From an obscure talking point among computer enthusiasts to globally-transforming technology, in the space of a quarter of a century, the internet and the associated digital revolution have changed every aspect of our lives, from the way we work to the way we live.
It has been estimated that by 2020 there could be four internet-connected devices for every human being on the planet. For most of us it is impossible to imagine life without the digital world. Our social lives, our leisure pursuits and the way we do business depends on this technology.
But the revolutionary effect of digital technology has also brought new risks, in the form of cyber threats that have the potential not just to disrupt lives, facilitate crime and cause mass inconvenience, but also to destroy companies and cripple governments and other organizations.
And as digital technology develops, so does the sophistication of cyber criminals, and as governments and other agencies work hard to develop more effective methods of countering cyber-crime, our ever-increasing reliance on the digital world is increasing our potential exposure to crime.
Digitalisation and the innovation that fuels it has the potential to benefit all of us, and there can be no going back to a pre-digital world, but many of these benefits will be undermined, along with public trust, if cyber security is neglected, by governments, companies, or individuals.
At the government level, the importance of cyber security has been recognised with the introduction of a number of measures designed to tackle new digital security threats. The General Data Protection Action (GDPR) introduced in Europe will safeguard the personal data of citizens, and other measures, such as the Network Information Systems Directive (NIS), will help to protect European infrastructure. Similar measures are being introduced around the world, to ensure that on a global scale, cyber attacks can do minimal damage to the crucial infrastructure that our societies rely on.
But legislation and government action alone cannot secure us all against the threats posed by cyber security breaches. At the level of companies, organizations and even the family, we all have to treat cyber security as seriously as we treat such dangers as theft, vandalism or fraud.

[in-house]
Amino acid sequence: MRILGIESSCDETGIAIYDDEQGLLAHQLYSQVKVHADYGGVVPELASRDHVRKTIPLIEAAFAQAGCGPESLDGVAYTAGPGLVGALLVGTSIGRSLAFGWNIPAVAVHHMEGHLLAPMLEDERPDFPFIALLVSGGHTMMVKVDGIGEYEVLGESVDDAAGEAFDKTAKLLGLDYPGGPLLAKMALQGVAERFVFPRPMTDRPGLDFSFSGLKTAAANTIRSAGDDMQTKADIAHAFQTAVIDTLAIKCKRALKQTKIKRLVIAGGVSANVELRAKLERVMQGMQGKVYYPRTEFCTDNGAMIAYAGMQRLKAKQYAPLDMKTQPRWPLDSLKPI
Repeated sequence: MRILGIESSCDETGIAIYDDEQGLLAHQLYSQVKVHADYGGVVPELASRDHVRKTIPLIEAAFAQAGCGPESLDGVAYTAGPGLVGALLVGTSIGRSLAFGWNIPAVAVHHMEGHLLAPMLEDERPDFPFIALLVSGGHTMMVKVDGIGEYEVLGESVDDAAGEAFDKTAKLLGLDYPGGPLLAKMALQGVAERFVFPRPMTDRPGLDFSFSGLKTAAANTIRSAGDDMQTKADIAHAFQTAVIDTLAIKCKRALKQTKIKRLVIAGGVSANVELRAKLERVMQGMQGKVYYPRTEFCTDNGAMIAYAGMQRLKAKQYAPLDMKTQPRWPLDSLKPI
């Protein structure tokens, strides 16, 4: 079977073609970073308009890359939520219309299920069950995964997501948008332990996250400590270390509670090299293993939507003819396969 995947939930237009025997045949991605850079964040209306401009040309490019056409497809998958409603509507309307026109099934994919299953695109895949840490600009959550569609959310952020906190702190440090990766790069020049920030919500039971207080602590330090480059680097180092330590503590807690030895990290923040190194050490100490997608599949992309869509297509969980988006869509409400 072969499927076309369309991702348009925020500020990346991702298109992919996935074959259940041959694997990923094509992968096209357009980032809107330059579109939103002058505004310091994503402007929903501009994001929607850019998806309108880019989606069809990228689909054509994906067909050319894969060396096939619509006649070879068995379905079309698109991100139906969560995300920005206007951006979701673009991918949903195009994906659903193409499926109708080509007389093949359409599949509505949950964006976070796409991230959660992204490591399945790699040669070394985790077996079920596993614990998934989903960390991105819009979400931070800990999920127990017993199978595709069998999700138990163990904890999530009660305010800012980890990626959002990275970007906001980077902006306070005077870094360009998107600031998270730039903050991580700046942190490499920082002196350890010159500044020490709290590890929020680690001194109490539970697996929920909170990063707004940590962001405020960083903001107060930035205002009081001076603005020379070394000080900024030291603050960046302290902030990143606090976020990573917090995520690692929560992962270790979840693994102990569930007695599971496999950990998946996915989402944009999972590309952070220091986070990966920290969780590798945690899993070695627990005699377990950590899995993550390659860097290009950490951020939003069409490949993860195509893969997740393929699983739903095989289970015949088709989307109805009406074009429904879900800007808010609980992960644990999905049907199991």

Too many Australian businesses are not taking the cyber threat seriously enough and are relying on outdated or ineffective cyber security measures, putting themselves at risk of serious consequences. A successful cyberattack can cause havoc for any business, exposing itto financial losses, reputational damage and, if it is found that they haven’t protected the data they hold, businesses can find themselves subject to prosecution.
It is also vital for individuals to consider the importance of cyber security. With so much of our financial business conducted online, all of us are at risk of suffering financial losses if we fail to maintain adequate cyber security. Even if you consider yourself a smart financial operator or online investor, it is important that as well as spending time looking for the best CFD broker ratings you also devote time and energy to updating and improving your cyber security.
In the business world there is a particular problem when it comes to small and medium-sized enterprises (SMEs). These organizations often lack the resources of larger companies, and as a result are not always effective at implementing cyber security. But SMEs represent the overwhelming majority of businesses in Australia, and it is vital for anyone running an SME to treat cyber security as a top priority.
Resources such as the Australian Cyber Security Service can help organizations, whatever their size, to tighten up their cyber security, and there are many other agencies out there who can offer advice and guidance on how to protect a business or other organization. Ensuring that your IT is up to date, that your staff are fully trained in the basics of preventing opportunistic cyber-crime, and that you retain the services of a qualified IT expert or consultant, are all good first steps, but maintaining effective cyber security is an ongoing process that involves being proactive and vigilant.
As the twenty-first century draws on, the digitalisation process is likely to intensify, but as our reliance on the digital world grows, it is vital that all of us, from governments to business owners to individuals, recognise the threat of cyber-crime and learn how to keep ourselves and our organizations safe in the face of this evolving threat.